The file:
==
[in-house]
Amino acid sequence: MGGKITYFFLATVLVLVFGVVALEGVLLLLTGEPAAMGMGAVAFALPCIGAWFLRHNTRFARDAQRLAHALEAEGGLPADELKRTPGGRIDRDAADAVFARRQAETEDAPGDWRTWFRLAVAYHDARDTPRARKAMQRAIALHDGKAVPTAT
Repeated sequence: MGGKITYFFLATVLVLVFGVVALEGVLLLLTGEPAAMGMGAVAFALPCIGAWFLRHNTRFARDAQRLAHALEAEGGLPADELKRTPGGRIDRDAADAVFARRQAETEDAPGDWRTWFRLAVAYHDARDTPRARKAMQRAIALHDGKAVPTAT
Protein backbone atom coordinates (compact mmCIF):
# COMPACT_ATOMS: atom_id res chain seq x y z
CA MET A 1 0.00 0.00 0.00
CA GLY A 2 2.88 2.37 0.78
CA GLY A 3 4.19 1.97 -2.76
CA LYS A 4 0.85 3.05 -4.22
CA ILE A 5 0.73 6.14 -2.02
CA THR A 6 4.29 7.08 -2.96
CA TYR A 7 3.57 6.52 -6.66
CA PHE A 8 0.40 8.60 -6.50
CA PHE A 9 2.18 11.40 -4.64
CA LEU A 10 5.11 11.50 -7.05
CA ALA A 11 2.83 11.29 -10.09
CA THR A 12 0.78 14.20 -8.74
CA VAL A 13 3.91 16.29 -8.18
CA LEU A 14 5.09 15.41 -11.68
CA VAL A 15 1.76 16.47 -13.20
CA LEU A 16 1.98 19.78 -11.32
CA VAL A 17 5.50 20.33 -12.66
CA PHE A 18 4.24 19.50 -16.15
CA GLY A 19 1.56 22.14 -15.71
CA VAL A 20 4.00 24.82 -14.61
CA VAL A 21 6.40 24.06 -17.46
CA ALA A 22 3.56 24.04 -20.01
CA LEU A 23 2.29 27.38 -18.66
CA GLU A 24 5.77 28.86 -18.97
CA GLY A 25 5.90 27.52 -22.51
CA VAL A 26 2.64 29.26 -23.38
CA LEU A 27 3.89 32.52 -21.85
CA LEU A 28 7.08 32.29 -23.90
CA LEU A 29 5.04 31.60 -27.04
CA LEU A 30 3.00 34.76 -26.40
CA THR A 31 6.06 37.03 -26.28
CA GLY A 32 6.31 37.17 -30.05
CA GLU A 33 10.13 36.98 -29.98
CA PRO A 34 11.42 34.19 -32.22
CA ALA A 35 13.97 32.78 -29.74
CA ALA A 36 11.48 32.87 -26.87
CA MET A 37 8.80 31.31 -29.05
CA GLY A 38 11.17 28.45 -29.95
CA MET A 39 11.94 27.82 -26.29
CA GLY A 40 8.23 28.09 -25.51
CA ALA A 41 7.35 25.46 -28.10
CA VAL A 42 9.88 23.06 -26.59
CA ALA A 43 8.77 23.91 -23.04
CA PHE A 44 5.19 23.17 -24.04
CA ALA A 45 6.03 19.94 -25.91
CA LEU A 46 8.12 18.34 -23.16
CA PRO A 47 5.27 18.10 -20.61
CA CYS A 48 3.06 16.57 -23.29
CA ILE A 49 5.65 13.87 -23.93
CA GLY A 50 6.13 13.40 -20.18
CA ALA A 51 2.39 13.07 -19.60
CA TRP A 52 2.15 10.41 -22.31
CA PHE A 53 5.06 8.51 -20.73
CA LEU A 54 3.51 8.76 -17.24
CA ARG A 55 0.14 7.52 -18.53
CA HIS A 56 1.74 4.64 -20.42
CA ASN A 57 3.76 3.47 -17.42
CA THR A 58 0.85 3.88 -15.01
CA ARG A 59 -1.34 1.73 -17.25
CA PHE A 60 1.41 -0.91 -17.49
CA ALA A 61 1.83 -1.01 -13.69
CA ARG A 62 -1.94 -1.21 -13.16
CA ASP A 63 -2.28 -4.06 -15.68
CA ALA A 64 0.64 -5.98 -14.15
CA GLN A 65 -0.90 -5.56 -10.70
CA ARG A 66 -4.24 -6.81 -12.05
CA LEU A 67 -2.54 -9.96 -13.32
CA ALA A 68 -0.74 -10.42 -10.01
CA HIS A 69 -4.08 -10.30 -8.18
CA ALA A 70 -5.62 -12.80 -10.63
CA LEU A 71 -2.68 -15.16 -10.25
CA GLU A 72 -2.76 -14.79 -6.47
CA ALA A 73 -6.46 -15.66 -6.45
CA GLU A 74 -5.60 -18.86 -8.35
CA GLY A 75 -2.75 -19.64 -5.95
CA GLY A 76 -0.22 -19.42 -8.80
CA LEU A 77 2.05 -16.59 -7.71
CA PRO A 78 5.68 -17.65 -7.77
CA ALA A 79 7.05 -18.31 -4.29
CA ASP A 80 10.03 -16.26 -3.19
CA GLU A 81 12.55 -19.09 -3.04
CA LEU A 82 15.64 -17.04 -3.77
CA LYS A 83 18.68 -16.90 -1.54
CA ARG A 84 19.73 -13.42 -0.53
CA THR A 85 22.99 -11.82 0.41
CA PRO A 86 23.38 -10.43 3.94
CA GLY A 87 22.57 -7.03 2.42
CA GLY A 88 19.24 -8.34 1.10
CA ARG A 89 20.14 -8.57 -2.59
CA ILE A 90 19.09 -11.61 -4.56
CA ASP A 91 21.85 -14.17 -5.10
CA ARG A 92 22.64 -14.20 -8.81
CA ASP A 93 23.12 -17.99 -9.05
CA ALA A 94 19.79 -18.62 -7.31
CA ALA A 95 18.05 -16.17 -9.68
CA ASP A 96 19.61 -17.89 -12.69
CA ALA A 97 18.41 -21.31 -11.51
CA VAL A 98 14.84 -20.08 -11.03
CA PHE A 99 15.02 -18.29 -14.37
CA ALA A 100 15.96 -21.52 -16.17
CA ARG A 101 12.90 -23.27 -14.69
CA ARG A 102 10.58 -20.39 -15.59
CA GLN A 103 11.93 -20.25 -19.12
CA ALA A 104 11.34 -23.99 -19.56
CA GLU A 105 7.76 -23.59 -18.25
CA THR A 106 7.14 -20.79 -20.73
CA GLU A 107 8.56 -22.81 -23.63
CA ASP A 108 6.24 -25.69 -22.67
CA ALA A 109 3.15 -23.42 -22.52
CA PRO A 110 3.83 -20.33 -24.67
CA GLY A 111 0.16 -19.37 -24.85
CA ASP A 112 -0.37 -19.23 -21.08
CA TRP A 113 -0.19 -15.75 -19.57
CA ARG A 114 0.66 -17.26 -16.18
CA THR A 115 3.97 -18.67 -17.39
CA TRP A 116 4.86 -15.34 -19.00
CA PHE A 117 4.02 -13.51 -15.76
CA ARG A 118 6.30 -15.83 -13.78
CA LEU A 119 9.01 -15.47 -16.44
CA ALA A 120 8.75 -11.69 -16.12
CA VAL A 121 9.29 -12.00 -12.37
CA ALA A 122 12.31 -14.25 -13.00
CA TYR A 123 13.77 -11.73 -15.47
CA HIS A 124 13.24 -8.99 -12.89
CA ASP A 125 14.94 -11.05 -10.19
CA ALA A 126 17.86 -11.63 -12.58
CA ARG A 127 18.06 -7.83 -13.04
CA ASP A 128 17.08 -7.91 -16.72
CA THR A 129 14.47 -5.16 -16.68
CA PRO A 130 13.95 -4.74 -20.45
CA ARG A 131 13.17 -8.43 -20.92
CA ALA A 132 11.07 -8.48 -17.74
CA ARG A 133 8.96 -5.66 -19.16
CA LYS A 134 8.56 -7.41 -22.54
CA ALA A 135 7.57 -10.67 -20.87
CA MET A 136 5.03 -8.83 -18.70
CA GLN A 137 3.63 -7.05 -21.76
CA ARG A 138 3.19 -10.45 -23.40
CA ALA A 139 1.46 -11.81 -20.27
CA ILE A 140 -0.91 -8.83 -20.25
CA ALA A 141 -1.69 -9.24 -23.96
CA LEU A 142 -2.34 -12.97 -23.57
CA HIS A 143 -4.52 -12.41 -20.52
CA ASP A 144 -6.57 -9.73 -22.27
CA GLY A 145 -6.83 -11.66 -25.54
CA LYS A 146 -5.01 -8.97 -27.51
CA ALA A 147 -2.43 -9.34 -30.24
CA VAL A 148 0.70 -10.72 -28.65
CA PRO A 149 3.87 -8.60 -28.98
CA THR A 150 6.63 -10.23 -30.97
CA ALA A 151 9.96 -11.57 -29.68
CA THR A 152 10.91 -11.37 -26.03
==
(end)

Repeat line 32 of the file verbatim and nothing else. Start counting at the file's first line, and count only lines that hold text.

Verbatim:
CA LEU A 27 3.89 32.52 -21.85